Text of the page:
The shift in school start times

Natalie Dixon

Contributing Writer

   Every high school student has been in this situation: homework in one hand, coffee in the other, racing to the bus or car only to arrive late to first period.

   A large number of students, parents, and administrators don’t blame careless adolescents or early morning traffic for frequent and numerous tardies, but instead look at the starting time for schools.

   In the early 1990’s, pediatricians and physicians advised schools to eliminate early starting hours for teenagers, according to schoolstarttime.org.

   However, Dana Clarke, a Spanish and gym instructor at Douglas Anderson (DA), says she doesn’t get any sleep deprived students. In fact, many have a good deal of energy when it comes to different physical activities.

   “[We start with] at least 20 minutes of walking or staying active,” said Clarke.  As a St. John’s county resident and mother of two students, where the starting time for high schools was once 7:50, Clarke has no issue with DA’s schedule.

   “I honestly think switching would do more damage than good,” said Clarke. “Since so many kids have jobs and activities after school, I don’t think getting out later would be good.” As for the students at DA, one disagrees with this sentiment.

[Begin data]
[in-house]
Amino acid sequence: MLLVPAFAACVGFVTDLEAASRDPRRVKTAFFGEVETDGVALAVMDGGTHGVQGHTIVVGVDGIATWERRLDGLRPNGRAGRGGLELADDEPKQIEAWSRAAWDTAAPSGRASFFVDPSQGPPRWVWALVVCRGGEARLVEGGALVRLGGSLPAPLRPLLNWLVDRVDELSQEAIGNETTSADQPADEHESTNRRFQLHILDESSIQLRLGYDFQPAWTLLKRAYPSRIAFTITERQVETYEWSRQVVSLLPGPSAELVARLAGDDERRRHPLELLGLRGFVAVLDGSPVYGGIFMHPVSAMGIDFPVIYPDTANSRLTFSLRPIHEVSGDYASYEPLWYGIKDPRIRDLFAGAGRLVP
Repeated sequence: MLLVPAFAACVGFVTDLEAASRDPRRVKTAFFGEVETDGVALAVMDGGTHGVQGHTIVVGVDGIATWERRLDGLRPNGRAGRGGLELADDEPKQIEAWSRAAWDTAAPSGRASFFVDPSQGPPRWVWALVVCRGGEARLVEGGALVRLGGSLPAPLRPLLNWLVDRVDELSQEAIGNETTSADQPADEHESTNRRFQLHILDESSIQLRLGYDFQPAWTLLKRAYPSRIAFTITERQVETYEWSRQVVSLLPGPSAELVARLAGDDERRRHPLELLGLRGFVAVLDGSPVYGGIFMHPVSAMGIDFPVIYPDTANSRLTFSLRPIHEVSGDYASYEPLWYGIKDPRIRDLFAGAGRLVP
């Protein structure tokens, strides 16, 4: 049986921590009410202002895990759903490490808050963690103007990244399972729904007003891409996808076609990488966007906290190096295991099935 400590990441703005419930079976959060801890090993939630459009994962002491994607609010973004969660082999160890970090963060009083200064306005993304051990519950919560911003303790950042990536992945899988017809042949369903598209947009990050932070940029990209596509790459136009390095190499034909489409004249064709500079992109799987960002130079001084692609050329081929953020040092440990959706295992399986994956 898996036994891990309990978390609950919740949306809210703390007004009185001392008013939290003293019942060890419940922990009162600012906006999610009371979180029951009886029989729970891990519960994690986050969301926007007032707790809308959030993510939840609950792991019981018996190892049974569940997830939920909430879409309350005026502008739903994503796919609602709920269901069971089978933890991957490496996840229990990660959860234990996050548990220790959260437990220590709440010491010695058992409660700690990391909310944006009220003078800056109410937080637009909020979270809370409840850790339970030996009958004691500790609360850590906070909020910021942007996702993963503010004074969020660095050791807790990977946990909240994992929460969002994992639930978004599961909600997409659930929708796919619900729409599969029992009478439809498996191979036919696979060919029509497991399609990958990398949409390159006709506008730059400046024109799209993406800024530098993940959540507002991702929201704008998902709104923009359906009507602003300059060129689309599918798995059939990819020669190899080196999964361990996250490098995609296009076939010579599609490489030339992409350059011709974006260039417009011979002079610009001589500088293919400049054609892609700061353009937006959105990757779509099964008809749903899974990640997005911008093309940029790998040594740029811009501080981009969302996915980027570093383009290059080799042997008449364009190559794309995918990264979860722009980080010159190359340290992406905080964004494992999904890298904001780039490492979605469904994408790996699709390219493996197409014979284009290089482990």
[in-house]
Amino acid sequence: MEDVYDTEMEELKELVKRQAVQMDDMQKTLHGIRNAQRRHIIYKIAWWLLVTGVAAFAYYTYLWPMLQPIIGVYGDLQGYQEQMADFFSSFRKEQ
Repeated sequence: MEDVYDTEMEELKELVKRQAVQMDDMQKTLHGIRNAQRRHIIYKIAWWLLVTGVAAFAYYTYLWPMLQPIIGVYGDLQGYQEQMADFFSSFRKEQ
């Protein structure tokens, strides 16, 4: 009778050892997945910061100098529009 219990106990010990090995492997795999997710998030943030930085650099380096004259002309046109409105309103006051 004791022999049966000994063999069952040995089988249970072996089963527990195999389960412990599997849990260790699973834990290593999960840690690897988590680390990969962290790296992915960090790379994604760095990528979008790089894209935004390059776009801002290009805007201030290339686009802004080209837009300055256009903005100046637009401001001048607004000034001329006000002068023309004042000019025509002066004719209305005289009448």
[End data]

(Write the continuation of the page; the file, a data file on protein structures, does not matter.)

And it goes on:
“Maybe starting an hour later would be more suitable,” said Olive Wahby, DA sophomore class president. “Because Douglas Anderson’s student body is from all around Jacksonville and beyond. It takes longer for some students to get to and from school…I think students might feel more energized in the morning, but would start to lose it by the end.”

   Kathy Anderson, a guidance counselor at DA, said her students come to her asking for help in time management and scheduling.

   “A fair amount of students are looking for assistance in their work,” said Anderson, along with the other guidance counselors, who often give their students the “168 Hour Plan”, or “168 Hours” sheet, a detailed plan that helps students space out their activities such as eating, sleep, studying, socializing and exercise into 168 hours, the amount of hours in one week.

   Once a student has added up all of the hours which they devote to each activity, they can see if it meets 168 hours, or if it goes over that. If their time exceed that, Anderson recommends making a to-do list, a must-do list, and a should-do or want-to-do list. Students should only have around four to five things on their to-do list.

   For students struggling with school, sleep, and other activities, Anderson offers advice. “Self-care is key. A healthy body is a healthy mind, and that includes sleep,” said Anderson.

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